The Effects of a Stimulus-Stimulus Pairing Procedure on the Vocal Behavior of Children Diagnosed with Autism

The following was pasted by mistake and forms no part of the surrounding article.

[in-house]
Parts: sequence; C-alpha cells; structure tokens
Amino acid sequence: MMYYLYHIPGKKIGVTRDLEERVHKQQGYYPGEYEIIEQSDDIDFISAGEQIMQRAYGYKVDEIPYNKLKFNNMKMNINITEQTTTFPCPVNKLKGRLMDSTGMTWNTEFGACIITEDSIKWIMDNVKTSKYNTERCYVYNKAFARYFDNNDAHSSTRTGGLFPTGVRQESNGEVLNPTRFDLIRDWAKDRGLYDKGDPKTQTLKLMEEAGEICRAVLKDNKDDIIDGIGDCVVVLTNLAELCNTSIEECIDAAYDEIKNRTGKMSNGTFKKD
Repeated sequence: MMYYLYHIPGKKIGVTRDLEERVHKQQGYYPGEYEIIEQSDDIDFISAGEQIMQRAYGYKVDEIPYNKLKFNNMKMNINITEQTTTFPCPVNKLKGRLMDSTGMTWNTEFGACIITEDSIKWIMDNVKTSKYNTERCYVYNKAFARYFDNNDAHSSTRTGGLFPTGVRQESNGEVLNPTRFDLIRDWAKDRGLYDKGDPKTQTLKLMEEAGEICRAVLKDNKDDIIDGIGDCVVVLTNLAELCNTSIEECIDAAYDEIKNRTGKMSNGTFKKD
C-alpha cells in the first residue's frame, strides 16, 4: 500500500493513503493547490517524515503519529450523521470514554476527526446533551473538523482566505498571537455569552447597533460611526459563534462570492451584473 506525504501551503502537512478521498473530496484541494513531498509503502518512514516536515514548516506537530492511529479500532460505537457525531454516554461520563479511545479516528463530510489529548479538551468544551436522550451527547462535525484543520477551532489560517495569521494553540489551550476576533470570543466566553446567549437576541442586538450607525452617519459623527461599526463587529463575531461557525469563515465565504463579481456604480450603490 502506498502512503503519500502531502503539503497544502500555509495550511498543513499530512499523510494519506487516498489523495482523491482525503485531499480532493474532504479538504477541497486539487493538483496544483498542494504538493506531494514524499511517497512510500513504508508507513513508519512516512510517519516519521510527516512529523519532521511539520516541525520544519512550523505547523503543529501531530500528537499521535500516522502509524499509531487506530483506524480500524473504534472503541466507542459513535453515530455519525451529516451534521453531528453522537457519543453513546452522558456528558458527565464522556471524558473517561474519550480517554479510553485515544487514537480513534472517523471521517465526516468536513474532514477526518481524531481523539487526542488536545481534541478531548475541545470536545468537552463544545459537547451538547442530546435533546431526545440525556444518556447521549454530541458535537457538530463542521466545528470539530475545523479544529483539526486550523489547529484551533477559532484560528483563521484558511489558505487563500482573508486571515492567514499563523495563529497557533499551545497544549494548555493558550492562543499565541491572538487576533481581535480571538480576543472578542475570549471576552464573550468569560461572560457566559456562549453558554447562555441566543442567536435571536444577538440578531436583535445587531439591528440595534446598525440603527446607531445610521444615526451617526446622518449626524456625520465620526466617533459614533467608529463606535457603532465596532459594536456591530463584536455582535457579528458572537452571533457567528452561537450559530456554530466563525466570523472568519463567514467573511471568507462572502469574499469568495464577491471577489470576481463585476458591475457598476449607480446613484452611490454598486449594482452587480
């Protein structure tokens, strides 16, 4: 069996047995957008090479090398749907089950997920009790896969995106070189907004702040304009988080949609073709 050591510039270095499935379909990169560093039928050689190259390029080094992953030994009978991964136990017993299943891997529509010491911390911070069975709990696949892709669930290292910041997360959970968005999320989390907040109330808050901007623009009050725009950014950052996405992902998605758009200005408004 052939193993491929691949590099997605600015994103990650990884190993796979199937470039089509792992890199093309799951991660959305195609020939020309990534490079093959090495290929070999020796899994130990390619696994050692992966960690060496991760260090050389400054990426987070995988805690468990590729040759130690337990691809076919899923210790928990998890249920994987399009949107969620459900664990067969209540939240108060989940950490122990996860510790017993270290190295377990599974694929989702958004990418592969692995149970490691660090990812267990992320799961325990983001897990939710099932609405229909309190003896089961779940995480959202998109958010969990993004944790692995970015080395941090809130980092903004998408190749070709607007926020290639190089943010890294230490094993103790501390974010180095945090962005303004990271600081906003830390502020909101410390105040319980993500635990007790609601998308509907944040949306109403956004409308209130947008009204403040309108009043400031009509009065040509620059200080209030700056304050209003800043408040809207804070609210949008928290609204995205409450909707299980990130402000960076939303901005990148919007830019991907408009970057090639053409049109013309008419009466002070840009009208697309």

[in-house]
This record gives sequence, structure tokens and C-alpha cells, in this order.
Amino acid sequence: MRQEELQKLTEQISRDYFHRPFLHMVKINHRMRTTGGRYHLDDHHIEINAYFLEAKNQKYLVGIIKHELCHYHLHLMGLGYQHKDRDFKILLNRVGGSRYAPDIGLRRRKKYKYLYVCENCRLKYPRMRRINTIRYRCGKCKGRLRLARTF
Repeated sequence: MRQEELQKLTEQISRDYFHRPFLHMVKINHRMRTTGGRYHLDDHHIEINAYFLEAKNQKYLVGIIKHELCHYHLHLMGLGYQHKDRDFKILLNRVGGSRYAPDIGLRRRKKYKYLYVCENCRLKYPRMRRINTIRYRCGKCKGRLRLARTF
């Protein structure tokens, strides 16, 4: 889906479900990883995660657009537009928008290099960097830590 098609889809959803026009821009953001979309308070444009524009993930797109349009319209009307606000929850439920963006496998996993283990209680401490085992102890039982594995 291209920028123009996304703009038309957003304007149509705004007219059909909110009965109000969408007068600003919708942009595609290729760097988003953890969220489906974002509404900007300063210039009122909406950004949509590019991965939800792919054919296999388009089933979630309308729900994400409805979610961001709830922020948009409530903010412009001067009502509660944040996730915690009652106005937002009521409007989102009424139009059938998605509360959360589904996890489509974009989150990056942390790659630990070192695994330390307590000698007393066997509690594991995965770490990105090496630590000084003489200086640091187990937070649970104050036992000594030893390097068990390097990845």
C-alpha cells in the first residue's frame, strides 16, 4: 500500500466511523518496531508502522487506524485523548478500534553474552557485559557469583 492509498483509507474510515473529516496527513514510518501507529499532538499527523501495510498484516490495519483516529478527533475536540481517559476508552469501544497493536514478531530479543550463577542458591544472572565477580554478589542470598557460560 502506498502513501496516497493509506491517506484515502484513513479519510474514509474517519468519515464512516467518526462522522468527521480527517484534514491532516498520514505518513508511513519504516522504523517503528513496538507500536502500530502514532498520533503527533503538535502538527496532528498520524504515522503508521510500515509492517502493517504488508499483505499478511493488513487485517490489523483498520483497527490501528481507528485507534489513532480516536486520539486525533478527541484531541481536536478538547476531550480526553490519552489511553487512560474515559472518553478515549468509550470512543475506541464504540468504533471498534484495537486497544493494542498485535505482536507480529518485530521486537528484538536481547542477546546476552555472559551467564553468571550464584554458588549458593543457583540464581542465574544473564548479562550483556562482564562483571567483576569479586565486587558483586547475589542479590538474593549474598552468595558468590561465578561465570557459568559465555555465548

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Recent research suggests that the sound produced by a child’s vocalization can become a conditioned reinforcer via the temporal pairing of an experimenter’s vocal model with a preferred stimulus delivered to the child. The current study replicated and extended the findings of previous studies in this area. A multiple baseline design across vocal behaviors (combined with a reversal to baseline) was used to evaluate the effects of a stimulus-stimulus pairing procedure on one-syllable utterances of 3 boys who had been diagnosed with autism. Data were collected during presession and postsession observations across four conditions: baseline, control, pairing, and reversal. During baseline, the free-operant levels of target sounds were recorded in the absence of experimenter interaction. During the control condition, the experimenter presented a vocal model and, after a 20-s delay, presented a preferred stimulus to the child. During the pairing condition, the experimenter’s vocal model was paired with the delivery of the preferred item. Results from postsession observations during the pairing condition showed an increase in target sounds for 2 participants. This outcome may suggest that the children’s vocalizations were automatically reinforced, albeit only temporarily. Practical and theoretical implications of the results are discussed along with the specific methods employed in this literature.
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